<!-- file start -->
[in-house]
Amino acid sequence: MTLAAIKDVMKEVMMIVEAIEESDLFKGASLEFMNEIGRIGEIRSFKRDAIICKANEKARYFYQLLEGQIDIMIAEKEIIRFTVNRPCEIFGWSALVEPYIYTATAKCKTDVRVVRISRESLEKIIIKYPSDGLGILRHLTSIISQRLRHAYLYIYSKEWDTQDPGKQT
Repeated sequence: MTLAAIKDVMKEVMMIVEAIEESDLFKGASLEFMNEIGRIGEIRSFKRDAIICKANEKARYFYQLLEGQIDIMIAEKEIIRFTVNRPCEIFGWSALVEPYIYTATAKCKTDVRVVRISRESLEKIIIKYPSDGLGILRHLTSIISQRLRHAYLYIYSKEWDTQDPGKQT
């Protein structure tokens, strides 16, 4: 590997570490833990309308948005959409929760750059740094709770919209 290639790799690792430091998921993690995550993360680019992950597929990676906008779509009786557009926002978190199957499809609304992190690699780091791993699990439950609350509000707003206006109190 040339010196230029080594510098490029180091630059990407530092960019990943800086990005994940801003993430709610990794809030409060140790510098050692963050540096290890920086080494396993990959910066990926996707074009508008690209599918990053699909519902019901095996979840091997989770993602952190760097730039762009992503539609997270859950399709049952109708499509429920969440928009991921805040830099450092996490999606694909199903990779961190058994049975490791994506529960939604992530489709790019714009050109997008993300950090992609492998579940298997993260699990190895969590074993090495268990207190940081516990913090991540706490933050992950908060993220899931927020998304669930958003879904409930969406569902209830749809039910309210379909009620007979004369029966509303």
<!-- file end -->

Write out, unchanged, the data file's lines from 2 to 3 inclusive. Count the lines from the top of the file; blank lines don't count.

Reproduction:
Amino acid sequence: MTLAAIKDVMKEVMMIVEAIEESDLFKGASLEFMNEIGRIGEIRSFKRDAIICKANEKARYFYQLLEGQIDIMIAEKEIIRFTVNRPCEIFGWSALVEPYIYTATAKCKTDVRVVRISRESLEKIIIKYPSDGLGILRHLTSIISQRLRHAYLYIYSKEWDTQDPGKQT
Repeated sequence: MTLAAIKDVMKEVMMIVEAIEESDLFKGASLEFMNEIGRIGEIRSFKRDAIICKANEKARYFYQLLEGQIDIMIAEKEIIRFTVNRPCEIFGWSALVEPYIYTATAKCKTDVRVVRISRESLEKIIIKYPSDGLGILRHLTSIISQRLRHAYLYIYSKEWDTQDPGKQT